Patients harmed by mesh implants address emotional parliamentary meetingBMJ 2017; 358 doi: https://doi.org/10.1136/bmj.j3585 (Published 25 July 2017) Cite this as: BMJ 2017;358:j3585
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The Final Report of the "Independent Review of Transvaginal Mesh Implants" commissioned by the Scottish Government, was published on the 27 March 2017 (1). This "Final Report" is itself now under review (2) due to accusations of official interference in the process of the review and concerns raised by the petitioners and others that financial conflicts of interest in NHS Scotland may have influenced the process of "informed consent".
The "Final report" of the "Independent Review of Transvaginal Mesh Implants" was considered at an Evidence Session in the Scottish Parliament on the 18 May 2017. This was also emotionally charged. The full transcript can be read (3) and the Evidence session can be watched via Scottish Parliament recording (4)
I have followed the Mesh petition to the Scottish Parliament given my longstanding interest in ethics and consent. I should make it clear that I have no expertise in this specialist surgical area.
I submitted this short consideration ahead of the Evidence Session of the 18 May 2017 (5). I said in my submission:
"I agree with the Independent Review that 'robust clinical governance must surround treatment'. I am concerned that if the current situation continues, where 'education' of health professionals may be significantly based on marketing, further examples of iatrogenic harm may occur in NHS Scotland."
I concluded my submission:
"The Independent Review concluded that 'informed consent is a fundamental principle underlying all healthcare'. If the advice given to patients is based on marketing, either partially or wholly, then informed consent may be denied patients. Further examples of Iatrogenic harm may then unfortunately occur and healthcare in Scotland may risk being considered as unrealistic rather than 'realistic'."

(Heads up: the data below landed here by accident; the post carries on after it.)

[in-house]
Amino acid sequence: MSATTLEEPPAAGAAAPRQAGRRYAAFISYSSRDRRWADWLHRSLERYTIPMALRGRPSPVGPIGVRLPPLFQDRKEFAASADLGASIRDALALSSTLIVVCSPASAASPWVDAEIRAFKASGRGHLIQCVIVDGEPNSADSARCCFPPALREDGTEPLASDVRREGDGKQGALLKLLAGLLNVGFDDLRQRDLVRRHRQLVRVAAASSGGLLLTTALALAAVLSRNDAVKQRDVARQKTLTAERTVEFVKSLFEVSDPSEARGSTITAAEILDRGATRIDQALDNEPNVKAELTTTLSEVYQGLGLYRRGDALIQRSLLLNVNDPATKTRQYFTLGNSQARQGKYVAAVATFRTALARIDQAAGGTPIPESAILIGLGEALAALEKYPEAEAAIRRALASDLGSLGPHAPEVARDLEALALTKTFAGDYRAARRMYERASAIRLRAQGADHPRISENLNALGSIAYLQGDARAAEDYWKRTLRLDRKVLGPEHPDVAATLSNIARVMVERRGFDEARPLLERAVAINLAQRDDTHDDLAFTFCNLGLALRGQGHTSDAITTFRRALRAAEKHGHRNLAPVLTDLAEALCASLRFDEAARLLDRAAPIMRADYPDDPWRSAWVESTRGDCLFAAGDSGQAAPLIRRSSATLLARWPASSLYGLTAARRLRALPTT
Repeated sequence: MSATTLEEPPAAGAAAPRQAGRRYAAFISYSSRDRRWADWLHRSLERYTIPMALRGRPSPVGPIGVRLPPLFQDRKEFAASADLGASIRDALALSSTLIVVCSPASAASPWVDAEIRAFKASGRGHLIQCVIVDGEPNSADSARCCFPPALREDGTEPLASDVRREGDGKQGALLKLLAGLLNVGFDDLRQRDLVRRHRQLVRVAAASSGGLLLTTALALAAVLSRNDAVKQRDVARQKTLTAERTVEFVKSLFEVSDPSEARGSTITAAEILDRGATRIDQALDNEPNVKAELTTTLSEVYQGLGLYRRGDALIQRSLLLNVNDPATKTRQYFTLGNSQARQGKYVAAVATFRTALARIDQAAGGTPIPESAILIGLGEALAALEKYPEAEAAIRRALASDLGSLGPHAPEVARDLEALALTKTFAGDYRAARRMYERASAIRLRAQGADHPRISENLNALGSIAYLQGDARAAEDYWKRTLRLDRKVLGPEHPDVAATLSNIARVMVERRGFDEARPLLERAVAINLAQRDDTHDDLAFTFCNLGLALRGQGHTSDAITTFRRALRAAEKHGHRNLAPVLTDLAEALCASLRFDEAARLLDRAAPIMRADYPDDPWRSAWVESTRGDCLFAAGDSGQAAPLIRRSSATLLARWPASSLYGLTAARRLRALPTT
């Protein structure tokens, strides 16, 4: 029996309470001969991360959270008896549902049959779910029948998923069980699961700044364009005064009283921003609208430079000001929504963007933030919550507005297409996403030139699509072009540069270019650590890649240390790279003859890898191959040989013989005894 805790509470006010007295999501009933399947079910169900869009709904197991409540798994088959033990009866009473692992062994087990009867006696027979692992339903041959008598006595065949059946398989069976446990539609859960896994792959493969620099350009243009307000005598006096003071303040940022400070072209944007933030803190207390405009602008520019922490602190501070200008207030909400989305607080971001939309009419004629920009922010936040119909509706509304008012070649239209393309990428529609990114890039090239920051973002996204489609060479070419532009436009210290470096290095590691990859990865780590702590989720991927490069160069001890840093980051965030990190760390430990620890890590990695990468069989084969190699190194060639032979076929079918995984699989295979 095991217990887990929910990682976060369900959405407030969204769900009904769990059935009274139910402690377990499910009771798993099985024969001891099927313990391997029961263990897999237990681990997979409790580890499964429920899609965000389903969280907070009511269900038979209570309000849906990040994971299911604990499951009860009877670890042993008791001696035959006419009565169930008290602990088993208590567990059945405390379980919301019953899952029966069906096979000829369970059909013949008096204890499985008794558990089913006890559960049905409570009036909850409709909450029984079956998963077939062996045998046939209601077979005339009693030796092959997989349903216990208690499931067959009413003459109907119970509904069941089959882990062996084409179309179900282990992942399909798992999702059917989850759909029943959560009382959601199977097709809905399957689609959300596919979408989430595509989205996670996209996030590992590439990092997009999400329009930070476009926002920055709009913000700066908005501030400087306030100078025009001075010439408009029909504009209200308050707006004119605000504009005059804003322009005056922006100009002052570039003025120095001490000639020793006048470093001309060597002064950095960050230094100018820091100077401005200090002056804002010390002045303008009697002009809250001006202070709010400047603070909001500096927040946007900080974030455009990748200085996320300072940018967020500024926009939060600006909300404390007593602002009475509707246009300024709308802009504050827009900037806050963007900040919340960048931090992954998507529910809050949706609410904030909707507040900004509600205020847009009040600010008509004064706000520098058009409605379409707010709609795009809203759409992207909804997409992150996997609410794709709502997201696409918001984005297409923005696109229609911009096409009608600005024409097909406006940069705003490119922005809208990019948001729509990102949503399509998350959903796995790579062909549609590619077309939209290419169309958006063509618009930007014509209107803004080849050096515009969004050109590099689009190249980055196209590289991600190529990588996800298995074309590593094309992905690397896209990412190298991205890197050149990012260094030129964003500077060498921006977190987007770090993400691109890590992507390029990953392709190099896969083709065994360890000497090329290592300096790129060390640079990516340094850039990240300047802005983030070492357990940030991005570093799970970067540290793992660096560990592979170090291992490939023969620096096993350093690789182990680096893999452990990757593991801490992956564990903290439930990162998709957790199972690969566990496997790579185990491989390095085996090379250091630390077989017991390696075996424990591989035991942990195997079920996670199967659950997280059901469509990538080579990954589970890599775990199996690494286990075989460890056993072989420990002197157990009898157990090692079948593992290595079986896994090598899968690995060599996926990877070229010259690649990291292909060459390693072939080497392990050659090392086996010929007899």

At the Evidence Session of the 18 May 2017, those giving evidence, including Scotland's Cabinet Minister for Health, the Chief Medical Officer for Scotland, and the Chair of the Final Report talked about the importance of "truly informed consent" by describing that which has been set out by the General Medical Council in "Good Medical Practice".
Competing interests: I submitted a petition to the Scottish Parliament to consider a Sunshine Act for Scotland: http://www.parliament.scot/GettingInvolved/Petitions/sunshineact
Evidence against use of vaginal meshes is widespread. 
Lawsuits should also be extended to Surgeons and Gynecologists who persist in using them.
Women older than 50, with uterine prolapse, do not need to engage in strenuous abdominal and laparoscopic sacrospinous hysteropexies, just to keep an atrophic-non functioning organ, and sustain pressure onto their doctors to retain their uteruses at all costs. A quick vaginal hysterectomy, with or without anterior repair, is the best treatment, in my opinion. 
Minimally invasive types of hysterectomy evolved to become the only major abdominal surgical operations not associated with intra-operative or medium post-operative term mortality.
In fact, in certain age groups, even reduced mortality trends are evidenced. 
Various available hysterectomy techniques compete for operative times, length of hospitalization, hospital costs, blood transfusions, antibiotic use, antinociceptive medications, etc. 
Vaginal hysterectomies are better, faster, cheaper, preferred by women, definitive therapeutic interventions, compared to other available alternatives for benign conditions. 
Hysterectomies even increase sexual function and sexual pleasure. 
 BMJ 2010;341:c3929
Competing interests: No competing interests